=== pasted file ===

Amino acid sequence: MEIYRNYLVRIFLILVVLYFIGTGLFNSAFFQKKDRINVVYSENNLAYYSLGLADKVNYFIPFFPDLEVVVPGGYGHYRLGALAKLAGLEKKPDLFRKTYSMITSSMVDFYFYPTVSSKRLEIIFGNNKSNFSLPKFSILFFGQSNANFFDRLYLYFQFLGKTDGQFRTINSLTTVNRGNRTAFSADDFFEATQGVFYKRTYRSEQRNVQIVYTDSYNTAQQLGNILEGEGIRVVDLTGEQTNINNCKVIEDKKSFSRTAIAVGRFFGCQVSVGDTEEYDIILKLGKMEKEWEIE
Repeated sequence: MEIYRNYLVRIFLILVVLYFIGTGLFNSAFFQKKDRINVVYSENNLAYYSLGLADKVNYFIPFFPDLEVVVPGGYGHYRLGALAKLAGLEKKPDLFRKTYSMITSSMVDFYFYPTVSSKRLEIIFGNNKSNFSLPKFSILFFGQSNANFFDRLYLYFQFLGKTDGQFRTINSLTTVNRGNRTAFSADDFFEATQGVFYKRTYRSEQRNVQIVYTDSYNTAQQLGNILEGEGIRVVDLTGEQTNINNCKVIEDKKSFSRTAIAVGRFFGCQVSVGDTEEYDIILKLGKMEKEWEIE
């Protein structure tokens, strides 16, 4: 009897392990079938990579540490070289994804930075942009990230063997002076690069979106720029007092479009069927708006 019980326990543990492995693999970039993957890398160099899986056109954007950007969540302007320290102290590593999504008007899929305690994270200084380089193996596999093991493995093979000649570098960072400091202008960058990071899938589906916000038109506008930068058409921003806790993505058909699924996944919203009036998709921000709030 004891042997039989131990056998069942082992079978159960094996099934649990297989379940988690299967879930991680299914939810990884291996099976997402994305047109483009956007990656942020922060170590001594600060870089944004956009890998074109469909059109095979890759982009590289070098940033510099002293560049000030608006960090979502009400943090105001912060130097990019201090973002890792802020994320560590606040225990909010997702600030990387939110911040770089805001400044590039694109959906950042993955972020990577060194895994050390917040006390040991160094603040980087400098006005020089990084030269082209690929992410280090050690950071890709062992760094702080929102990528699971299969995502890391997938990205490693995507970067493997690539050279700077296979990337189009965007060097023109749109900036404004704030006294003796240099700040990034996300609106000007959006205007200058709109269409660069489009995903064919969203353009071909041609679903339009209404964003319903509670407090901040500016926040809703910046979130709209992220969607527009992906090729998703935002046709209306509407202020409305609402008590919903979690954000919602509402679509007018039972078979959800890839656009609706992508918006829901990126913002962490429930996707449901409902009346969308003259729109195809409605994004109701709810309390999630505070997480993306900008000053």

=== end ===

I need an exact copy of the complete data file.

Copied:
Amino acid sequence: MEIYRNYLVRIFLILVVLYFIGTGLFNSAFFQKKDRINVVYSENNLAYYSLGLADKVNYFIPFFPDLEVVVPGGYGHYRLGALAKLAGLEKKPDLFRKTYSMITSSMVDFYFYPTVSSKRLEIIFGNNKSNFSLPKFSILFFGQSNANFFDRLYLYFQFLGKTDGQFRTINSLTTVNRGNRTAFSADDFFEATQGVFYKRTYRSEQRNVQIVYTDSYNTAQQLGNILEGEGIRVVDLTGEQTNINNCKVIEDKKSFSRTAIAVGRFFGCQVSVGDTEEYDIILKLGKMEKEWEIE
Repeated sequence: MEIYRNYLVRIFLILVVLYFIGTGLFNSAFFQKKDRINVVYSENNLAYYSLGLADKVNYFIPFFPDLEVVVPGGYGHYRLGALAKLAGLEKKPDLFRKTYSMITSSMVDFYFYPTVSSKRLEIIFGNNKSNFSLPKFSILFFGQSNANFFDRLYLYFQFLGKTDGQFRTINSLTTVNRGNRTAFSADDFFEATQGVFYKRTYRSEQRNVQIVYTDSYNTAQQLGNILEGEGIRVVDLTGEQTNINNCKVIEDKKSFSRTAIAVGRFFGCQVSVGDTEEYDIILKLGKMEKEWEIE
């Protein structure tokens, strides 16, 4: 009897392990079938990579540490070289994804930075942009990230063997002076690069979106720029007092479009069927708006 019980326990543990492995693999970039993957890398160099899986056109954007950007969540302007320290102290590593999504008007899929305690994270200084380089193996596999093991493995093979000649570098960072400091202008960058990071899938589906916000038109506008930068058409921003806790993505058909699924996944919203009036998709921000709030 004891042997039989131990056998069942082992079978159960094996099934649990297989379940988690299967879930991680299914939810990884291996099976997402994305047109483009956007990656942020922060170590001594600060870089944004956009890998074109469909059109095979890759982009590289070098940033510099002293560049000030608006960090979502009400943090105001912060130097990019201090973002890792802020994320560590606040225990909010997702600030990387939110911040770089805001400044590039694109959906950042993955972020990577060194895994050390917040006390040991160094603040980087400098006005020089990084030269082209690929992410280090050690950071890709062992760094702080929102990528699971299969995502890391997938990205490693995507970067493997690539050279700077296979990337189009965007060097023109749109900036404004704030006294003796240099700040990034996300609106000007959006205007200058709109269409660069489009995903064919969203353009071909041609679903339009209404964003319903509670407090901040500016926040809703910046979130709209992220969607527009992906090729998703935002046709209306509407202020409305609402008590919903979690954000919602509402679509007018039972078979959800890839656009609706992508918006829901990126913002962490429930996707449901409902009346969308003259729109195809409605994004109701709810309390999630505070997480993306900008000053």